February 6, 2013

People, Hell & Angels

Jimi Hendrix


By Harvey Kubernik 

Experience Hendrix LLC and Legacy Recordings a division of Sony Music Entertainment, have just announced the release of People, Hell & Angels, an essential new album premiering twelve previously unreleased studio recordings completed by guitarist Jimi Hendrix.

People, Hell & Angels showcases the legendary guitarist working outside of the original Jimi Hendrix Experience trio.

These twelve recordings encompass a variety of unique sounds and styles incorporating many of the elements-horns, keyboards, percussion and second guitar — Jimi wanted to incorporate within his new music. People, Hell & Angels presents some of the finest Jimi Hendrix guitar work ever issued and provides a compelling window into his growth as a songwriter, musician and producer.

Jimi Hendrix LadylandWith an album title coined by Jimi Hendrix, People, Hell & Angels reveals some of Hendrix’s post-Experience ambitions and directions as he worked with new musicians–including the Buffalo Springfield’s Stephen Stills, drummer Buddy Miles, Billy Cox (with whom Hendrix had served in the 101st US Army Airborne and later played on the famed R&B ‘chitlin circuit’ together) and others — creating sounds for the next chapter in his extraordinary career journey.

People, Hell & Angels is co-produced by Janie Hendrix, Eddie Kramer and John McDermott.

Analog vinyl releases of two seminal Jimi Hendrix titles, Are You Experienced? and Axis: Bold as Love in mono, are scheduled for March, alongside People, Hell & Angels.

The dozen previously unreleased Jimi Hendrix performances premiering on People, Hell & Angels include “Earth Blues,” “Somewhere,” “Hear My Train A Comin’,” “Bleeding Heart,” “Baby Let Me Move You,” “Izabella,” “Easy Blues,” “Crash Landing,” “Inside Out,” “Hey Gypsy Boy,” “Mojo Man” and “Villanova Junction Blues.”

A musical companion piece and successor to 2010’s Valleys Of Neptune, the album collection featuring final recordings with the original Jimi Hendrix Experience, People, Hell & Angels offers new clues as to the direction Hendrix was considering for First Rays Of The New Rising Sun, his planned double album sequel to 1968’s groundbreaking Electric Ladyland.

Janie L. Hendrix, President and CEO of Experience Hendrix LLC, commented, “We’re thrilled to be able to release People, Hell & Angels during the celebration of the 70th anniversary of my brother’s birth. The brilliance of the album serves to underscore what we’ve known all along: that there has never been and never will be a musical force equal to his and that we cherish and take inspiration of what he left us both now and for many generations to come…simply eternity.”


HK: The unreleased material on Jimi Hendrix People, Hell & Angels does exhibit a new experimental direction he was taking in the 1968-1970 time period.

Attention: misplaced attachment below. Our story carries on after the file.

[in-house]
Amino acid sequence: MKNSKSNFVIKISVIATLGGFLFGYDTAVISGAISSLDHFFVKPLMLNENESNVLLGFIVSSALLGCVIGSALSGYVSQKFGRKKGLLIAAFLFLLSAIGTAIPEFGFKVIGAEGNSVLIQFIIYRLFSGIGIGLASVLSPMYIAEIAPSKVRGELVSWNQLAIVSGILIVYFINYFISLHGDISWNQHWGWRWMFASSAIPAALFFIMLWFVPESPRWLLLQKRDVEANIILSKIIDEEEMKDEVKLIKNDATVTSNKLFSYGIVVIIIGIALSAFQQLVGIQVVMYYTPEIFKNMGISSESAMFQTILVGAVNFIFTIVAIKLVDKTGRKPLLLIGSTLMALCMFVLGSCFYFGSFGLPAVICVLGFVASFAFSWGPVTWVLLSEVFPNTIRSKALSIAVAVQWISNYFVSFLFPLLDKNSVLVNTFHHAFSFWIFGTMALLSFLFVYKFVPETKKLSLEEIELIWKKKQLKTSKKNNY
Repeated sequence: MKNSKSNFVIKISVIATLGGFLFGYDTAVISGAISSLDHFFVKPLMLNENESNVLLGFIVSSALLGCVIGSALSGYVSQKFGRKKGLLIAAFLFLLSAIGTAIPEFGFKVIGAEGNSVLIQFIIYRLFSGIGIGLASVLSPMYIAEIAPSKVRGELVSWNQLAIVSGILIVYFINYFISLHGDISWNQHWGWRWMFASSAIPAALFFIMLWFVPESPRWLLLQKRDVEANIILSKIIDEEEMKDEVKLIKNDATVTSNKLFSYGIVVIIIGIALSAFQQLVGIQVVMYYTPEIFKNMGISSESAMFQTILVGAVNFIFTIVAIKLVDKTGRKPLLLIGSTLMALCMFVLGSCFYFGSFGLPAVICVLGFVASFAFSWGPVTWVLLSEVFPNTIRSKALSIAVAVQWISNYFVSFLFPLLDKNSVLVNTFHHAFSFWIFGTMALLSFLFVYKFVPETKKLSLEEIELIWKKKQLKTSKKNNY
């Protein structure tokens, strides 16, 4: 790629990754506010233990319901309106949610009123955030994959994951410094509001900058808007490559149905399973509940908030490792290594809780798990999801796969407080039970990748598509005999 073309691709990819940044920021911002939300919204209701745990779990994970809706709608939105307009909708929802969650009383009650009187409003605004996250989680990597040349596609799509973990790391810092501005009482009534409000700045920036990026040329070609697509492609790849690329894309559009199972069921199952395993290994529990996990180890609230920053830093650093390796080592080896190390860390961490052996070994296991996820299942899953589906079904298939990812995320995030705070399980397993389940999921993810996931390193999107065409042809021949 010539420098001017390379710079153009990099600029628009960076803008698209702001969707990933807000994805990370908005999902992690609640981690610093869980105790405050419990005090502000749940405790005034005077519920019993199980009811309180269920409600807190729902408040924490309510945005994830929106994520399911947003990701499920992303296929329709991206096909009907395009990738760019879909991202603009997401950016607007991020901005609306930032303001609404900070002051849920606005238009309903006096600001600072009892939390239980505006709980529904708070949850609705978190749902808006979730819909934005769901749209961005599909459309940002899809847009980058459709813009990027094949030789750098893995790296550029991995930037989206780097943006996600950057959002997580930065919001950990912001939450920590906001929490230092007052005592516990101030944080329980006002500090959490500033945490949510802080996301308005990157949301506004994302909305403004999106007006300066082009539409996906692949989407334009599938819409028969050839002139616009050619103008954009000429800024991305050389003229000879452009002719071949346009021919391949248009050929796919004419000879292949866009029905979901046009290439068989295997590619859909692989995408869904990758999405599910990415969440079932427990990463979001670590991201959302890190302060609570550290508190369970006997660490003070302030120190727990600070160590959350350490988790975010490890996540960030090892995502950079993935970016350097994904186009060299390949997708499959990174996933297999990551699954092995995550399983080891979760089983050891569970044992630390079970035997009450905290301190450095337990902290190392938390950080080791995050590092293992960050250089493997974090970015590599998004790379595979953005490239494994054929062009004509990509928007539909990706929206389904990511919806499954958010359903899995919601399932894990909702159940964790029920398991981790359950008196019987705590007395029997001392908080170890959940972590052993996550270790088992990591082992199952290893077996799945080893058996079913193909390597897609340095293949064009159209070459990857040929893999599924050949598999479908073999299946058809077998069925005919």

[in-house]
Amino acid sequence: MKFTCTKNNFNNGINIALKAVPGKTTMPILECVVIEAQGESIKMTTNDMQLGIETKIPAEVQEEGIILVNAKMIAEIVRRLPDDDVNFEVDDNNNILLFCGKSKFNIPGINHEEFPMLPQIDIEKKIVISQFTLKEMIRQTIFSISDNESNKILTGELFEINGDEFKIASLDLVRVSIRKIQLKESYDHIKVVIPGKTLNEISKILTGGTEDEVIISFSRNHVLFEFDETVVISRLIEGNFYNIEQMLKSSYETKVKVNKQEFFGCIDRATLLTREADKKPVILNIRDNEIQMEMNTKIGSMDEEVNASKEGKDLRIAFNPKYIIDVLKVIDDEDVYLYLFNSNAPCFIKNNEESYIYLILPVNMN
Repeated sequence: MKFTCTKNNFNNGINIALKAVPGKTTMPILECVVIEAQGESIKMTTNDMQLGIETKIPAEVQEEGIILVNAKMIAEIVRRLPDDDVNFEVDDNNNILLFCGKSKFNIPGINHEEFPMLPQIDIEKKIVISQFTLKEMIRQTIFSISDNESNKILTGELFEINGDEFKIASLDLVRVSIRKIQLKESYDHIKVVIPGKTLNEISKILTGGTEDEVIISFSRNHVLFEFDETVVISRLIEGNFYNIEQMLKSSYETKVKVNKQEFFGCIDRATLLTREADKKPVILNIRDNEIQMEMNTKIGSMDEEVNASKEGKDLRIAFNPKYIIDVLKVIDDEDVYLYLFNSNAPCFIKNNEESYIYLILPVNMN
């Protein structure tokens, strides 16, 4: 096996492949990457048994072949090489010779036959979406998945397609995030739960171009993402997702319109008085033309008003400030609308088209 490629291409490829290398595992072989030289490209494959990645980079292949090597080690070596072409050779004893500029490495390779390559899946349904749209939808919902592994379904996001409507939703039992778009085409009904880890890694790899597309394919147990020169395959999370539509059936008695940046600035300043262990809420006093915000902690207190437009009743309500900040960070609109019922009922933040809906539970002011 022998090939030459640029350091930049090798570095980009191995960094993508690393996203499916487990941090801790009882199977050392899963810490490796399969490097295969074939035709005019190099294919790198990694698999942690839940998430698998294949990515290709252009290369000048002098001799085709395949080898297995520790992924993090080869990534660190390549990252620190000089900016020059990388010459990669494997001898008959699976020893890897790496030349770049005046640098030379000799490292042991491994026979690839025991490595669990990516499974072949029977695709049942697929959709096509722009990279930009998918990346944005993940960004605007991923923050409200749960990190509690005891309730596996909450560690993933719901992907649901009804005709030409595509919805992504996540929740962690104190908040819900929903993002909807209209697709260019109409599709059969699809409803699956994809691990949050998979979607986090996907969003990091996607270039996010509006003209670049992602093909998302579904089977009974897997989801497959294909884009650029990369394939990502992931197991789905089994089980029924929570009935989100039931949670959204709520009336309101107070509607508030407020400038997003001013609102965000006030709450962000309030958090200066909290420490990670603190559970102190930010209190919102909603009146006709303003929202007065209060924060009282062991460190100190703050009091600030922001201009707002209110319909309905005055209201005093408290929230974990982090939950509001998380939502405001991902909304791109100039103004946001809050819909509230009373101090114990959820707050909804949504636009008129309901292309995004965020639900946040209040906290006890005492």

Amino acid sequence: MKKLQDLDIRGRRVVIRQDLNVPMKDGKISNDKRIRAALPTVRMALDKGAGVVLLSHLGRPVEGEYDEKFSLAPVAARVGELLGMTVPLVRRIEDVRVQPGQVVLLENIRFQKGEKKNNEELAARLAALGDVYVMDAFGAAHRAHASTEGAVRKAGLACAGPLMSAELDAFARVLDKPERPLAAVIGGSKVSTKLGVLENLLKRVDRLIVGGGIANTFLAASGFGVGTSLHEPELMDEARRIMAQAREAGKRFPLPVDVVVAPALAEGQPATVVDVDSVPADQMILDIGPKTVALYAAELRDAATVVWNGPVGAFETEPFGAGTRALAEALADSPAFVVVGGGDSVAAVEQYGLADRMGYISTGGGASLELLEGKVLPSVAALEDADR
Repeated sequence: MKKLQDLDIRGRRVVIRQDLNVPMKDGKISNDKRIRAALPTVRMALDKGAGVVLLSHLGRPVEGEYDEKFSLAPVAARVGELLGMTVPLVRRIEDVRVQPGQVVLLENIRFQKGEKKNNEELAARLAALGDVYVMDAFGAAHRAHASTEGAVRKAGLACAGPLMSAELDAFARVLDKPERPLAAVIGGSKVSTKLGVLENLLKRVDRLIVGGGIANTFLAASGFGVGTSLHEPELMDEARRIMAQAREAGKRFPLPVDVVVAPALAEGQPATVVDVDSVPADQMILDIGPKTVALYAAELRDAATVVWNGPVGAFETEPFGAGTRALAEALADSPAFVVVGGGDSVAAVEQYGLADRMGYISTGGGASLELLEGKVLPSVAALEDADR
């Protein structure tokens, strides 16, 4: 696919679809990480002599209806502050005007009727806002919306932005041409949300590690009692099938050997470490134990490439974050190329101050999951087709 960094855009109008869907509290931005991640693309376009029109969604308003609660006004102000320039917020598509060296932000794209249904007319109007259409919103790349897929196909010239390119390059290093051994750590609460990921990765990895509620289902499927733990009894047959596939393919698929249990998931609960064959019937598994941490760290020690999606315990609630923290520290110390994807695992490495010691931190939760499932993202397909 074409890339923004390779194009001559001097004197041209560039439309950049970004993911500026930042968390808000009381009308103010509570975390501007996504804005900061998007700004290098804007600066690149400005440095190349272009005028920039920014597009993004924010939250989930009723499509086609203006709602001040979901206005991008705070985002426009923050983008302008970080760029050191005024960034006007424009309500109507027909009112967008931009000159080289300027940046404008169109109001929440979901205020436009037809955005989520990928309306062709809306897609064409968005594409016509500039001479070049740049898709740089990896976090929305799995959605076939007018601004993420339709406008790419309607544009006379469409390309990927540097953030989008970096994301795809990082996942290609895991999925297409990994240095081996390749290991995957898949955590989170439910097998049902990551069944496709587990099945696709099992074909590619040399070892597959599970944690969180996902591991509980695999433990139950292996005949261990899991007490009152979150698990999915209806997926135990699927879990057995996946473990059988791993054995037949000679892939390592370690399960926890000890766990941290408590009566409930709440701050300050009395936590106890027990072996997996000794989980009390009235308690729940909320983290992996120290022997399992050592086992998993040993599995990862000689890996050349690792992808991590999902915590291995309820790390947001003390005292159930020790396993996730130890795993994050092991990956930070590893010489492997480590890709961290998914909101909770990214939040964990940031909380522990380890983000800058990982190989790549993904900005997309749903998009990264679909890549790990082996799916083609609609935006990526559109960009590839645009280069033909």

JM: It provides an additional window into the next chapter of Jimi’s studio pursuits. It moves the timeline beyond Valleys Of Neptune, which essentially detailed the end of the original Jimi Hendrix Experience as a studio entity and Jimi’s first steps beyond. PHA showcases Jimi working outside the JHE, experimenting with larger ensembles, additional percussion, and second guitar.

Was it being planned as the follow up to Electric Ladyland? 

No. Absent a detailed outline from Jimi, no one can truly predict what he would have selected as the tracks that would comprise his sequel to Electric Ladyland. The blueprint for that album is essentially defined by First Rays Of The New Rising Sun but there definitely would have been material that we later issued as part of the Jimi Hendrix Experience box set, South Saturn Delta and Valleys Of Neptune which would have been among the final contenders. We know from Jimi’s past history that he made decisions right up to the final hour [such as recording “Come On (Let The Good Times Roll)” to fill out Electric Ladyland] and it is entirely possible that he could have recorded one or more songs we don’t even know about to be on the album.

We do have a situation where Jimi was introducing horns and a bit more keyboards and percussion. Plus a second guitar. 

Jimi had begun to do this on Electric Ladyland via songs such as “Rainy Day Dream Away” but also “South Saturn Delta” which was cut during this period but not included on the album. The sessions he did with the Gypsy Sun & Rainbows band at the Hit Factory in August/September 1969 showcase his efforts to try and blend a second guitar into his sound. “Izabella” on PHA is a compelling example of this. Percussion was a growing element — obviously evident in “All Along The Watchtower” [which Jimi produced] but certainly a focus for him from that point on.

This new collection perhaps continues some of the studio game plan Jimi was doing with First Rays of the New Rising Son.